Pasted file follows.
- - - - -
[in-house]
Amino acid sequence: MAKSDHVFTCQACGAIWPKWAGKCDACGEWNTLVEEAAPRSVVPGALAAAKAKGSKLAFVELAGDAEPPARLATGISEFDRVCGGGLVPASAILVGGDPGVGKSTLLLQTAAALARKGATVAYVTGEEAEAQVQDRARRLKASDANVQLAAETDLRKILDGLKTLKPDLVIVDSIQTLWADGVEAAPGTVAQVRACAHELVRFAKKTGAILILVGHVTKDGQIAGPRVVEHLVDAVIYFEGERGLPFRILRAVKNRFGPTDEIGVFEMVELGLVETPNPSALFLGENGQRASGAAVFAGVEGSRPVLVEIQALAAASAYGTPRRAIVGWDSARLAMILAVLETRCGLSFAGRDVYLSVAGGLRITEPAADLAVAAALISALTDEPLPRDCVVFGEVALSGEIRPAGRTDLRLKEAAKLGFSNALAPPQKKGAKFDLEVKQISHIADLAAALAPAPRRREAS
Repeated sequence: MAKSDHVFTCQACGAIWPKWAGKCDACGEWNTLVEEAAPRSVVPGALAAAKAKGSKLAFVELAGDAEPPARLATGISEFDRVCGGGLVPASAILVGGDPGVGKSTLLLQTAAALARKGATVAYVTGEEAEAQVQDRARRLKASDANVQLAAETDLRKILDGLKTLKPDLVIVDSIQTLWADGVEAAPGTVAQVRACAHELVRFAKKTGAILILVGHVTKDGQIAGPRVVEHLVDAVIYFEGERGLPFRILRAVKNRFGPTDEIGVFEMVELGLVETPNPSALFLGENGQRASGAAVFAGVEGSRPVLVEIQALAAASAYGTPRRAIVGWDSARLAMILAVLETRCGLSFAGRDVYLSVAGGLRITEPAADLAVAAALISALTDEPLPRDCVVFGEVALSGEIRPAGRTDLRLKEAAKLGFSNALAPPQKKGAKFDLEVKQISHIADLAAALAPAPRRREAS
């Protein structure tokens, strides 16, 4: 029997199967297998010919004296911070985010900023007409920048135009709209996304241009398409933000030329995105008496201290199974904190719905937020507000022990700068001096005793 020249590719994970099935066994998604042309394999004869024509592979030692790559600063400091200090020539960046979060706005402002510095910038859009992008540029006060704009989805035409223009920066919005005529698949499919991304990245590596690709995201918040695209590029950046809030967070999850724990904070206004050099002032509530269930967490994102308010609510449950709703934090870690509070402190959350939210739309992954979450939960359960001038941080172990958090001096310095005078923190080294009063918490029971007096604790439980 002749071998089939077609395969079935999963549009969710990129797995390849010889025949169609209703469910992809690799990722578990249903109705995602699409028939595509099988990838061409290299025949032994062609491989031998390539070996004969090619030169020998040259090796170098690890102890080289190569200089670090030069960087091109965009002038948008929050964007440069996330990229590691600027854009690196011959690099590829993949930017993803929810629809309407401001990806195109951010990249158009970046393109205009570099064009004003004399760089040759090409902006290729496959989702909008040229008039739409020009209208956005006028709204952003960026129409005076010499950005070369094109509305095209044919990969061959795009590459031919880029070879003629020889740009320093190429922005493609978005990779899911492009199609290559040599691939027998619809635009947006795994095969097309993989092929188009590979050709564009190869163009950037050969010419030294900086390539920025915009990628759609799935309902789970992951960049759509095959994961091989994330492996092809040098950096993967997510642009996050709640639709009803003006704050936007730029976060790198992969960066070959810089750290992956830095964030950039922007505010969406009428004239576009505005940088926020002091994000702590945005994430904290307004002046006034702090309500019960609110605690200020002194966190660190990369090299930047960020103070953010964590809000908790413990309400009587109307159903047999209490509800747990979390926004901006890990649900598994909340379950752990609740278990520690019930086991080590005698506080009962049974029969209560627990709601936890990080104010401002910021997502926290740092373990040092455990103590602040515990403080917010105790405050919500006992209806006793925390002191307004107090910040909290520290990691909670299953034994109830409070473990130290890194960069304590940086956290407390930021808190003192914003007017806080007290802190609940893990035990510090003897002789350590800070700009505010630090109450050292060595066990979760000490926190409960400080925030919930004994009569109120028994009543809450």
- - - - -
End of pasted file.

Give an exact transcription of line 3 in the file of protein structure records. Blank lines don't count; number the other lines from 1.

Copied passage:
Repeated sequence: MAKSDHVFTCQACGAIWPKWAGKCDACGEWNTLVEEAAPRSVVPGALAAAKAKGSKLAFVELAGDAEPPARLATGISEFDRVCGGGLVPASAILVGGDPGVGKSTLLLQTAAALARKGATVAYVTGEEAEAQVQDRARRLKASDANVQLAAETDLRKILDGLKTLKPDLVIVDSIQTLWADGVEAAPGTVAQVRACAHELVRFAKKTGAILILVGHVTKDGQIAGPRVVEHLVDAVIYFEGERGLPFRILRAVKNRFGPTDEIGVFEMVELGLVETPNPSALFLGENGQRASGAAVFAGVEGSRPVLVEIQALAAASAYGTPRRAIVGWDSARLAMILAVLETRCGLSFAGRDVYLSVAGGLRITEPAADLAVAAALISALTDEPLPRDCVVFGEVALSGEIRPAGRTDLRLKEAAKLGFSNALAPPQKKGAKFDLEVKQISHIADLAAALAPAPRRREAS